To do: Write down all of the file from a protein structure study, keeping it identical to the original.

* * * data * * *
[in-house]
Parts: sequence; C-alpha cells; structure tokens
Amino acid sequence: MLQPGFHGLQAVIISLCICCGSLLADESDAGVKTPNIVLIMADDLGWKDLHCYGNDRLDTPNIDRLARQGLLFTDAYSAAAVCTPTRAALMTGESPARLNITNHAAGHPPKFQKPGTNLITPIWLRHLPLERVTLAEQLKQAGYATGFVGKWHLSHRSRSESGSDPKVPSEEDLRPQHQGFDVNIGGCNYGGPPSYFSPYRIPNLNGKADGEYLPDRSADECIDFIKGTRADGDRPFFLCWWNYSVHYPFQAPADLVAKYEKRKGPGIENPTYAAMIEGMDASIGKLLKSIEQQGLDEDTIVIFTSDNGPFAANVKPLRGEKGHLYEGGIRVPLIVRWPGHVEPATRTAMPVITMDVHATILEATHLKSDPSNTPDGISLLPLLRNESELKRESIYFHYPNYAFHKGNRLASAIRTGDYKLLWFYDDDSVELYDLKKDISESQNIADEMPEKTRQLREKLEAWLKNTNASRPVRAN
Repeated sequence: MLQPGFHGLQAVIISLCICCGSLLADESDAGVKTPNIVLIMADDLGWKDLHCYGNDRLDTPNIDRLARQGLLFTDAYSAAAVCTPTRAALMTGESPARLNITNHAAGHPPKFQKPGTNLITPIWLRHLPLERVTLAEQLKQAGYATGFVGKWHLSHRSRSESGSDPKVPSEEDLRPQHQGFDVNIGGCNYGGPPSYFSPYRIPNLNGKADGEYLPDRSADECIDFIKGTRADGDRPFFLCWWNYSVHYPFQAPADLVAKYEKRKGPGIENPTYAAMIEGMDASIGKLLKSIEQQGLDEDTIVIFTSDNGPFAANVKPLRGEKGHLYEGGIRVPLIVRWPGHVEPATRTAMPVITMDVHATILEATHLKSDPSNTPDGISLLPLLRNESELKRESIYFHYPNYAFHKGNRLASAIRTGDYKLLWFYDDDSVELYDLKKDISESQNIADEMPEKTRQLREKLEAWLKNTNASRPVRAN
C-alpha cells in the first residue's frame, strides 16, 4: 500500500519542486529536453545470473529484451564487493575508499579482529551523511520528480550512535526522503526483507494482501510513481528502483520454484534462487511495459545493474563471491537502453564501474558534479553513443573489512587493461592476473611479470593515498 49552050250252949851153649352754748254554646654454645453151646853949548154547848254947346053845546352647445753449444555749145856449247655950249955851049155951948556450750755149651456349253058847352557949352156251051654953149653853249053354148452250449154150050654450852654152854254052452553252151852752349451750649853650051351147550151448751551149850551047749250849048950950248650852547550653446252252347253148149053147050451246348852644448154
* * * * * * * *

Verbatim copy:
[in-house]
Parts: sequence; C-alpha cells; structure tokens
Amino acid sequence: MLQPGFHGLQAVIISLCICCGSLLADESDAGVKTPNIVLIMADDLGWKDLHCYGNDRLDTPNIDRLARQGLLFTDAYSAAAVCTPTRAALMTGESPARLNITNHAAGHPPKFQKPGTNLITPIWLRHLPLERVTLAEQLKQAGYATGFVGKWHLSHRSRSESGSDPKVPSEEDLRPQHQGFDVNIGGCNYGGPPSYFSPYRIPNLNGKADGEYLPDRSADECIDFIKGTRADGDRPFFLCWWNYSVHYPFQAPADLVAKYEKRKGPGIENPTYAAMIEGMDASIGKLLKSIEQQGLDEDTIVIFTSDNGPFAANVKPLRGEKGHLYEGGIRVPLIVRWPGHVEPATRTAMPVITMDVHATILEATHLKSDPSNTPDGISLLPLLRNESELKRESIYFHYPNYAFHKGNRLASAIRTGDYKLLWFYDDDSVELYDLKKDISESQNIADEMPEKTRQLREKLEAWLKNTNASRPVRAN
Repeated sequence: MLQPGFHGLQAVIISLCICCGSLLADESDAGVKTPNIVLIMADDLGWKDLHCYGNDRLDTPNIDRLARQGLLFTDAYSAAAVCTPTRAALMTGESPARLNITNHAAGHPPKFQKPGTNLITPIWLRHLPLERVTLAEQLKQAGYATGFVGKWHLSHRSRSESGSDPKVPSEEDLRPQHQGFDVNIGGCNYGGPPSYFSPYRIPNLNGKADGEYLPDRSADECIDFIKGTRADGDRPFFLCWWNYSVHYPFQAPADLVAKYEKRKGPGIENPTYAAMIEGMDASIGKLLKSIEQQGLDEDTIVIFTSDNGPFAANVKPLRGEKGHLYEGGIRVPLIVRWPGHVEPATRTAMPVITMDVHATILEATHLKSDPSNTPDGISLLPLLRNESELKRESIYFHYPNYAFHKGNRLASAIRTGDYKLLWFYDDDSVELYDLKKDISESQNIADEMPEKTRQLREKLEAWLKNTNASRPVRAN
C-alpha cells in the first residue's frame, strides 16, 4: 500500500519542486529536453545470473529484451564487493575508499579482529551523511520528480550512535526522503526483507494482501510513481528502483520454484534462487511495459545493474563471491537502453564501474558534479553513443573489512587493461592476473611479470593515498 49552050250252949851153649352754748254554646654454645453151646853949548154547848254947346053845546352647445753449444555749145856449247655950249955851049155951948556450750755149651456349253058847352557949352156251051654953149653853249053354148452250449154150050654450852654152854254052452553252151852752349451750649853650051351147550151448751551149850551047749250849048950950248650852547550653446252252347253148149053147050451246348852644448154